A Moscow court has issued a ban on messaging app Telegram, leading the way for it to be blocked across Russia for a failure to turn over encrypted messaging traffic to security services.
The court approved a request from Roskomnadzor, Russia’s communications watchdog, after an 18-minute hearing on Friday. The ban will likely come into effect only after Telegram exhausts the appeal process over the next month.
Telegram founder Pavel Durov withdrew his lawyers from the hearing after the court appointed it 24 hours in advance without informing them. Mr Durov did not want to “legitimize a blatant farce with their presence,” his lawyer Pavel Chikov said.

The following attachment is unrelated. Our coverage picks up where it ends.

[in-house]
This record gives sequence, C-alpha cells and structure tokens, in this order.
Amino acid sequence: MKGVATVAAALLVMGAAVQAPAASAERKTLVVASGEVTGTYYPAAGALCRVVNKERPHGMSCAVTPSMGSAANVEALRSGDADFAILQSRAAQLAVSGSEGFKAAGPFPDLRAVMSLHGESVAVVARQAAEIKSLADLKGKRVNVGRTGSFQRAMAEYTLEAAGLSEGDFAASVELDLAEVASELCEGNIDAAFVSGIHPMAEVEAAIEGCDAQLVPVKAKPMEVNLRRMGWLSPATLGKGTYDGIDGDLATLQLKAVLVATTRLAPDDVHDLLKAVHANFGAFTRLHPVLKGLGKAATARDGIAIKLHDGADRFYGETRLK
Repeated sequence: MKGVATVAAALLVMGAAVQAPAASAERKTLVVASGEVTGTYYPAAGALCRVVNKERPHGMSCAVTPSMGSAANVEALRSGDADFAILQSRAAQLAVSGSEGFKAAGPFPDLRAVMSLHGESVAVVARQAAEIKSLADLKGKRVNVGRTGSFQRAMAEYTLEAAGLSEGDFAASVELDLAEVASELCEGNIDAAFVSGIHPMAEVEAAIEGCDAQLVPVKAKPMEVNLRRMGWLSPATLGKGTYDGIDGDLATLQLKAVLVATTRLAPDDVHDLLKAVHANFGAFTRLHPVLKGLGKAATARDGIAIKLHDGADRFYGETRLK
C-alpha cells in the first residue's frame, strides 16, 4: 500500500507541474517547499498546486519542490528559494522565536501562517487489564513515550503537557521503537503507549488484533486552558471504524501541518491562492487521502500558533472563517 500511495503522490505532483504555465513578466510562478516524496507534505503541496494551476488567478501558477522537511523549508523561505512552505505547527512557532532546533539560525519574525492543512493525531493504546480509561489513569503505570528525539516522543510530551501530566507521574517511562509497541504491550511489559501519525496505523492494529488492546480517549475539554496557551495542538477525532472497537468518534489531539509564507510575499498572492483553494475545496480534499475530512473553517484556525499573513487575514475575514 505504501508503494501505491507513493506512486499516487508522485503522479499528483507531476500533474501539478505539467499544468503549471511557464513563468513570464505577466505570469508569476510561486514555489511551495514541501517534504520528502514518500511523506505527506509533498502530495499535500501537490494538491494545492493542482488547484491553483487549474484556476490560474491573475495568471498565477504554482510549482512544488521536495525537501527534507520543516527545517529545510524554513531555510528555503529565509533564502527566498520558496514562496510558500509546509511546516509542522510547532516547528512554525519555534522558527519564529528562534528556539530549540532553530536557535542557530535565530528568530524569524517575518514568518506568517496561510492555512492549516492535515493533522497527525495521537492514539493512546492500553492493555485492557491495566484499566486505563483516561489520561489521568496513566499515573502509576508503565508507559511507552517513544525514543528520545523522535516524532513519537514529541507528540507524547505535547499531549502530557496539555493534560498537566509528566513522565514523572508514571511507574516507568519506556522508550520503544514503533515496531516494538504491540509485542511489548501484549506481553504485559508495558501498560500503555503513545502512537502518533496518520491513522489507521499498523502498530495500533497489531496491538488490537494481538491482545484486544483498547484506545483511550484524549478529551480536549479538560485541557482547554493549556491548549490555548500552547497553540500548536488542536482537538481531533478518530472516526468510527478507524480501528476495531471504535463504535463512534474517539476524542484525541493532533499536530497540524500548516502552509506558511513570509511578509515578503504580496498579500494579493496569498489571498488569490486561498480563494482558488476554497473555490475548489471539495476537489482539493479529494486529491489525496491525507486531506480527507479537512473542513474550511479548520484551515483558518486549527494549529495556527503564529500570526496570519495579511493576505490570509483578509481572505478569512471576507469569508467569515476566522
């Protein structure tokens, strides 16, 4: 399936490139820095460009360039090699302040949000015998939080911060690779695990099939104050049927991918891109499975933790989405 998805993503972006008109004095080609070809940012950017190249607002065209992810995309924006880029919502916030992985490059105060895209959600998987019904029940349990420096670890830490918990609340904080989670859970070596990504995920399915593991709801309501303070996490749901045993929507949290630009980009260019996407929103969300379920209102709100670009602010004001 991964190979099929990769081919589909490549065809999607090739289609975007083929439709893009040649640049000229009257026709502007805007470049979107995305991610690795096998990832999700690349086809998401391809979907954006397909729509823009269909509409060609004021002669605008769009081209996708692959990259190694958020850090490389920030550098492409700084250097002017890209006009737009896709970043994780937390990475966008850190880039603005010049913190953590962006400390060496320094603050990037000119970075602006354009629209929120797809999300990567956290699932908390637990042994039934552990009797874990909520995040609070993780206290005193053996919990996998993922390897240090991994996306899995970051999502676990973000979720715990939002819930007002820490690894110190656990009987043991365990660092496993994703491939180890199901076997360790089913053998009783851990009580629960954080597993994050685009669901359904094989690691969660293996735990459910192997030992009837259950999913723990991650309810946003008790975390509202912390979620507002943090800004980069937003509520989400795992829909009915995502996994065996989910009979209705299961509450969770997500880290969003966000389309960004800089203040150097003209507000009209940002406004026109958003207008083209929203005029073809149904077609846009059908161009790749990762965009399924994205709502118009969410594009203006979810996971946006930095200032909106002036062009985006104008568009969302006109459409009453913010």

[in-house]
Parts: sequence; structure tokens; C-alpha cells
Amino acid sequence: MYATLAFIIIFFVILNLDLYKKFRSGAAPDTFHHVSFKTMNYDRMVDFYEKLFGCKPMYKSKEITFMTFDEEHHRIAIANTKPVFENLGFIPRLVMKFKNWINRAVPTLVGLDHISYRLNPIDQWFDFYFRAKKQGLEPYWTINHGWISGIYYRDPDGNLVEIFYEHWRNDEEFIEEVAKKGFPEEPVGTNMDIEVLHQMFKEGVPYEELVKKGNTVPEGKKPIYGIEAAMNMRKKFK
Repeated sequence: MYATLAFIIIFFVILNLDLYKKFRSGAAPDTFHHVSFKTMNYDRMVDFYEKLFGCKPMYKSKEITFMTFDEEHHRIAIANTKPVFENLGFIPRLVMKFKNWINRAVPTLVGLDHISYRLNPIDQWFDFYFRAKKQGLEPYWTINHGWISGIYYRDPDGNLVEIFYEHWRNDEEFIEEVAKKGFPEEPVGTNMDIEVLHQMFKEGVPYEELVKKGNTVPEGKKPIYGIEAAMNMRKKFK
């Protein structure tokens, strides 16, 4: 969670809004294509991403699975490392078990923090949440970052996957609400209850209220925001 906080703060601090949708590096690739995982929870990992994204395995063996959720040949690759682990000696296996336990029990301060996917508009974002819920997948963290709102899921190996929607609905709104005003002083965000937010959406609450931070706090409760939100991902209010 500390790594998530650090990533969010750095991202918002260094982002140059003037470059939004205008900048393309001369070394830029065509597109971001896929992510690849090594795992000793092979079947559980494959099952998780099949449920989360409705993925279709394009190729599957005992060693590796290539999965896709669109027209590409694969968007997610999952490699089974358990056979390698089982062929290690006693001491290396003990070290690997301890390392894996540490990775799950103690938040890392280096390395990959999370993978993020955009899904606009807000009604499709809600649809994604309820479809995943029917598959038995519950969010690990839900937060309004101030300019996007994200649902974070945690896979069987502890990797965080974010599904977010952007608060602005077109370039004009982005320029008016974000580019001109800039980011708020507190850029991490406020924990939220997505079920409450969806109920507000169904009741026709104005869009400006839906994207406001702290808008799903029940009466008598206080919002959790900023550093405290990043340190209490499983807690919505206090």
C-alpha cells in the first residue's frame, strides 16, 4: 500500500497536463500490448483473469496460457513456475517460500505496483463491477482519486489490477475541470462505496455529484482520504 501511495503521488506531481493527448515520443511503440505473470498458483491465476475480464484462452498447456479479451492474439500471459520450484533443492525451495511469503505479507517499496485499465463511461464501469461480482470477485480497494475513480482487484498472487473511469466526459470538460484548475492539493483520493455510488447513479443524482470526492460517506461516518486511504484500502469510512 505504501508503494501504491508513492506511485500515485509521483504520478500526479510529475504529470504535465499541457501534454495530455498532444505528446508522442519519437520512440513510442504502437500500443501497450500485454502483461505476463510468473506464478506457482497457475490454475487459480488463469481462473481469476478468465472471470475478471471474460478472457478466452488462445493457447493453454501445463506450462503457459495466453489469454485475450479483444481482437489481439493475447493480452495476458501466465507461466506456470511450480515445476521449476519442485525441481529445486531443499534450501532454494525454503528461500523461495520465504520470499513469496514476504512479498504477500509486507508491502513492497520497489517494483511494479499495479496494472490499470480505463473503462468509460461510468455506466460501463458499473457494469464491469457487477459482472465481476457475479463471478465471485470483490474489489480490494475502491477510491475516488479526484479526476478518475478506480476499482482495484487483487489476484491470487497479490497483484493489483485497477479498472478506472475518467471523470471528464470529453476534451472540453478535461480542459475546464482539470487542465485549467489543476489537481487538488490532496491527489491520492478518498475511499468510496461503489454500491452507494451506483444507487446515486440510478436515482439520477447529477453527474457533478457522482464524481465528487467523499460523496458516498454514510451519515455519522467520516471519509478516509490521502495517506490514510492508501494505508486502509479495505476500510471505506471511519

Roskomnadzor filed the lawsuit last month after Telegram lost appeals against the FSB, the KGB’s successor agency, which is demanding it hand over keys to encrypted user data.
The Kremlin mandated backdoors to encrypted communications in a sweeping 2016 anti-terror law that experts say asks for more data than providers can supply.
The ruling gives Roskomnadzor grounds to order internet service providers to block Telegram’s domains and IP addresses for Russian users, though they will still be easily reachable through a virtual private network.
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